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The gothic novel

(Survey of Novels and Novellas)

By the end of the eighteenth century, both the novel of sentiment and the gothic novel had appeared in The Vicar of Wakefield (1766) by Oliver Goldsmith (1728 or 1730-1774) and The Castle of Otranto (1765) by Horace Walpole (1717-1797). While Goldsmith’s work and others like it continue in prose the situations and characteristics of the highly popular sentimental domestic drama of middle-class life, Walpole’s novel exists outside of the conventions of eighteenth century thought and fiction. His is the only novel of those already mentioned that does not take as its premise the world as it exists, society in the country or city, and the generally agreed upon concept of the possible as coextensive with the real. Premised, then, on questions of epistemology and radical uncertainty, one can ascribe to The Castle of Otranto the beginnings of gothic traditions in the novel.

An emphasis on shared, common experience and consensus unified society and its conception of itself intellectually, philosophically, and psychologically. This society, in many respects the first truly modern society, emerged near the end of the seventeenth century into the era of Enlightenment and took for its tenets common sense, secular reason, science, and gentility. One fundamental emphasis of this era was upon the necessity to treat life and its problems in the spirit of reason and scientific empiricism rather than in the traditional spirit of appeal to...

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The late eighteenth century

(Survey of Novels and Novellas)

The last quarter of the eighteenth century, a period that saw the beginnings of Romanticism, featured the remarkable first ministry of William Pitt, the Younger (1759-1806), a ministry that laid the foundation for much of the reform movement in the nineteenth century. The intellectual tenets of the Augustan Age, already called into question by the gothic novelists and several poets of the age, were about to suffer a sea change in the triumph of individualism that characterized Romanticism. Economically, however, England maintained rather than altered its newfound tradition of progress, legitimatized by the writings of David Ricardo and Adam Smith. The advances of industry and capitalism begun early in the Augustan Age continued and ensured an economic boom that, with few setbacks, was to characterize the nineteenth century and fuel the expansion of the empire. Culturally, the pre-Romantic period was marked by an extraordinary growth in literacy, helped in great part by the growth of charity schools, the drive to regularize and teach English (if only for commercial purposes), the increasing new opportunities for the education of women, and the establishment and development of circulating libraries.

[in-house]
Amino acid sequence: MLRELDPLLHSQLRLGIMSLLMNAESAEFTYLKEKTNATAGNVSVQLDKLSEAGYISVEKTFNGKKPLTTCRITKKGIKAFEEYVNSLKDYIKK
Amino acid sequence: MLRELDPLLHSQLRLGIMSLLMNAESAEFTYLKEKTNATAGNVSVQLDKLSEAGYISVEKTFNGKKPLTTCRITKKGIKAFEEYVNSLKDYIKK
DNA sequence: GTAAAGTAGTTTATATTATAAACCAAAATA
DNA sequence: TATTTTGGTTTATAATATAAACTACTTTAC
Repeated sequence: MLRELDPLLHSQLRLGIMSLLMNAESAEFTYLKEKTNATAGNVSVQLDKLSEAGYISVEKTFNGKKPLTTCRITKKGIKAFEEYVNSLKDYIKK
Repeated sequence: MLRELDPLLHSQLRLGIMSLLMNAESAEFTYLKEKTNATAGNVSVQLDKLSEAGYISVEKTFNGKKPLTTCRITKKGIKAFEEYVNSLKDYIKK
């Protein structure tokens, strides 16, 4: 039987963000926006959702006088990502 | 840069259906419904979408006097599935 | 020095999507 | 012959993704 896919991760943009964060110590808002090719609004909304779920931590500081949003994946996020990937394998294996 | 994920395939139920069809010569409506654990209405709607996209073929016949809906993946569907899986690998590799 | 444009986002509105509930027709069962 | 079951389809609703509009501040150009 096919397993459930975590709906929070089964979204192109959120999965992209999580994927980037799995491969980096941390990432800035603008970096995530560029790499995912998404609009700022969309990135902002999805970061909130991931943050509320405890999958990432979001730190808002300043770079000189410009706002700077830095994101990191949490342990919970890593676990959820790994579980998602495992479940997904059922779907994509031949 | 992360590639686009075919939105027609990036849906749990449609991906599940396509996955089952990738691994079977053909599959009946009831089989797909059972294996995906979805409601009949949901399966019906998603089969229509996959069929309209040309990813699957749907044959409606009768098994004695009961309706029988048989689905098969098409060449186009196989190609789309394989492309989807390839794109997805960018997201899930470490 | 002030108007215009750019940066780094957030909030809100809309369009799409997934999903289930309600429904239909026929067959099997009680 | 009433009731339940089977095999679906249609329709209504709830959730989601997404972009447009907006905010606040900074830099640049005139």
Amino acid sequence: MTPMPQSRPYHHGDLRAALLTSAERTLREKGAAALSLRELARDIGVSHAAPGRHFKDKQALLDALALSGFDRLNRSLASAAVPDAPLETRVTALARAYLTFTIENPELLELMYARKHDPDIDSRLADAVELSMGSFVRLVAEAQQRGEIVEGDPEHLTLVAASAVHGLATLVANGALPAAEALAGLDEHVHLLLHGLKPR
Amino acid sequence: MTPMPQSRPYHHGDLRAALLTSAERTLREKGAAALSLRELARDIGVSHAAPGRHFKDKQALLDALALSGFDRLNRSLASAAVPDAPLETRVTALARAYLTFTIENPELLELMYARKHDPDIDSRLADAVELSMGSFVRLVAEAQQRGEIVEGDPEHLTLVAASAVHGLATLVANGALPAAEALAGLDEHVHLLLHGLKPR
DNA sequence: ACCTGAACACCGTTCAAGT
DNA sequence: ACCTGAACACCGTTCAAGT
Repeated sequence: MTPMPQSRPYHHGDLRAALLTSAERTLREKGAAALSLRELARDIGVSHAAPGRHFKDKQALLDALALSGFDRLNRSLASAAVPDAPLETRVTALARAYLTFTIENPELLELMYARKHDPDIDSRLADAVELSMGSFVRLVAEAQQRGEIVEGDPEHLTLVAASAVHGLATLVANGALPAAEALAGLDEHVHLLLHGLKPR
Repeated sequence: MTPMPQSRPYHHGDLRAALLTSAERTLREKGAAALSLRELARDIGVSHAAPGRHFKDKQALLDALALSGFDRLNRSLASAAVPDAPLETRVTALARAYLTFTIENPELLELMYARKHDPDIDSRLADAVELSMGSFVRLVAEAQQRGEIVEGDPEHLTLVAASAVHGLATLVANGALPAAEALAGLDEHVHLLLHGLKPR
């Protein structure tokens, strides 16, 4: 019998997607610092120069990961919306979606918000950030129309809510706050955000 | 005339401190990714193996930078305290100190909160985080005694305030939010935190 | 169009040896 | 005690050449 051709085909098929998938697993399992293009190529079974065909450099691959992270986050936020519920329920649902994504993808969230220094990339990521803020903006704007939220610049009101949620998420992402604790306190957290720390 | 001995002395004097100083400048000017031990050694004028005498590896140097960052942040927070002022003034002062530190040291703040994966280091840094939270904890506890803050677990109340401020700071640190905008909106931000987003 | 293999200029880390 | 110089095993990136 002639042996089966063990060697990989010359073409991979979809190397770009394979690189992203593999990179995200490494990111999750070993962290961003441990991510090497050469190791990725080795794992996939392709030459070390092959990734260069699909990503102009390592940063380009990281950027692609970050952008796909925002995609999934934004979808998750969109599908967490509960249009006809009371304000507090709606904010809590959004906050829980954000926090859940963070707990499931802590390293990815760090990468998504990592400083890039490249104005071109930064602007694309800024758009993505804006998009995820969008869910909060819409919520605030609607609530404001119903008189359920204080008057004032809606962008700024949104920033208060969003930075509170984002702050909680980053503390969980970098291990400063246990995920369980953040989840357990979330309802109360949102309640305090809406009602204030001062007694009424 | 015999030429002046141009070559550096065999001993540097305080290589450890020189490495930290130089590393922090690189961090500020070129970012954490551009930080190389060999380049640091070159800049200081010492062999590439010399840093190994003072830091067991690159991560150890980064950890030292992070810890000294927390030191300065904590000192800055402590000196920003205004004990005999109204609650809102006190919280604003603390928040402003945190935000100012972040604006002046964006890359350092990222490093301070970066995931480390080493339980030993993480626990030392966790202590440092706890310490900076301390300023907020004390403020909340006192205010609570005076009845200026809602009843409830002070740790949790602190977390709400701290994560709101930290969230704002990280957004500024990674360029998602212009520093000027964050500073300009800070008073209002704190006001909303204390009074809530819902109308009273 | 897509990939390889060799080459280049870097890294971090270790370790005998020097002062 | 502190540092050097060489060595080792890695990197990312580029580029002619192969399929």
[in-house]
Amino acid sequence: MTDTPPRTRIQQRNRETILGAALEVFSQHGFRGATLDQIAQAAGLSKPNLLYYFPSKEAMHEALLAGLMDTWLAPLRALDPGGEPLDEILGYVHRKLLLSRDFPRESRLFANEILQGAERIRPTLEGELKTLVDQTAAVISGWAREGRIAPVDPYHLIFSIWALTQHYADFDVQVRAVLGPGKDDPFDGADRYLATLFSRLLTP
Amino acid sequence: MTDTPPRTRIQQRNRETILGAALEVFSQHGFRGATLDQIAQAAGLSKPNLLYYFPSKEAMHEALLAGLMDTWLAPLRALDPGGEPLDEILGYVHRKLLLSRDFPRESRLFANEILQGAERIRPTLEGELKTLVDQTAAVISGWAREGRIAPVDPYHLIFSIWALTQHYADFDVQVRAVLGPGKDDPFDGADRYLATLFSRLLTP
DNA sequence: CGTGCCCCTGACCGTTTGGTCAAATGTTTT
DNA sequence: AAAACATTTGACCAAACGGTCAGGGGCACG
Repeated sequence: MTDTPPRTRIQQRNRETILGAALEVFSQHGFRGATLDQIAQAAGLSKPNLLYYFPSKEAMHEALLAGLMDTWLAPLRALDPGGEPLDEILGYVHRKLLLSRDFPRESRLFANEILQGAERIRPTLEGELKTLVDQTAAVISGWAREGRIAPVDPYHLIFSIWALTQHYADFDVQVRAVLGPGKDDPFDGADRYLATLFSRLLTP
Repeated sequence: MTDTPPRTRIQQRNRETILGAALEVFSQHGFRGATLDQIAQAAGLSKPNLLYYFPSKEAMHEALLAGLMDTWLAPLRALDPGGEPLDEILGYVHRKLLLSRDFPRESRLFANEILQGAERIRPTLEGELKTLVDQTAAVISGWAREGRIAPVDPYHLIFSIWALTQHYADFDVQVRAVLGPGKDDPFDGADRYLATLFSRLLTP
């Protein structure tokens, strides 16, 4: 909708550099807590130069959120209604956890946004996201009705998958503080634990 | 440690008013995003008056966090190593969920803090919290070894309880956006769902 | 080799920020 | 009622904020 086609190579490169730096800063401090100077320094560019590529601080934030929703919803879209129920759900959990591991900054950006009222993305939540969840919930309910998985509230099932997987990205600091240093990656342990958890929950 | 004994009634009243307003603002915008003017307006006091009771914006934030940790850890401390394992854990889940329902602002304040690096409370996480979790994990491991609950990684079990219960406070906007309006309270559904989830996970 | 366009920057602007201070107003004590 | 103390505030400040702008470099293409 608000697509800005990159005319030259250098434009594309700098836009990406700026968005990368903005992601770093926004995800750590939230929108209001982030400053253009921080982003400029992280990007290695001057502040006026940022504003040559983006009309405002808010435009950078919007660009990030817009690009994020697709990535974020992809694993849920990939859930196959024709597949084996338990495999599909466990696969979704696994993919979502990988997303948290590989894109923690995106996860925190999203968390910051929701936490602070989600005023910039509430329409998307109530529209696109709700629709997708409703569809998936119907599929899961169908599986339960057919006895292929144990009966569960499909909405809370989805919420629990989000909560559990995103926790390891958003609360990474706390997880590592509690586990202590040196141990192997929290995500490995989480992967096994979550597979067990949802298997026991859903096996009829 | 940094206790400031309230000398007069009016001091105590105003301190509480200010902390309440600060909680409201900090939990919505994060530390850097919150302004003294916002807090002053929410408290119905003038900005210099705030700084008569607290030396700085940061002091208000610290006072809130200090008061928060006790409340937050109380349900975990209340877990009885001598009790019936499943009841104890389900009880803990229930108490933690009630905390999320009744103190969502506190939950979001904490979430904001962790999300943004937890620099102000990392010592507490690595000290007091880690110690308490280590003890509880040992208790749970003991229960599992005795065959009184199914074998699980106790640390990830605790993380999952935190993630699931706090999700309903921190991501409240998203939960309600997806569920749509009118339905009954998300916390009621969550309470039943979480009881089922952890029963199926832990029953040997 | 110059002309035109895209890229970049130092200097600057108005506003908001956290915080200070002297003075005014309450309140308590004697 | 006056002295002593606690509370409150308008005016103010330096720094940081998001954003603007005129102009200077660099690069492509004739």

Two writers of this transitional period—the era, roughly speaking, between the outbreak of unrest in the American colonies in the early 1770’s and the accession of Queen Victoria (1837)—stand apart from the mainstream of the rapidly changing world in which they lived. One, Jane Austen (1775-1817), epitomized an age that had already passed; the other, Sir Walter Scott (1771-1832), eschewed his own world except to the extent that he could translate some of its characteristics to other times. Austen’s works, unpublished until the second decade of the nineteenth century, are the last novels of the Enlightenment. Unlike those of the other great eighteenth century novels, the characters presented by “the...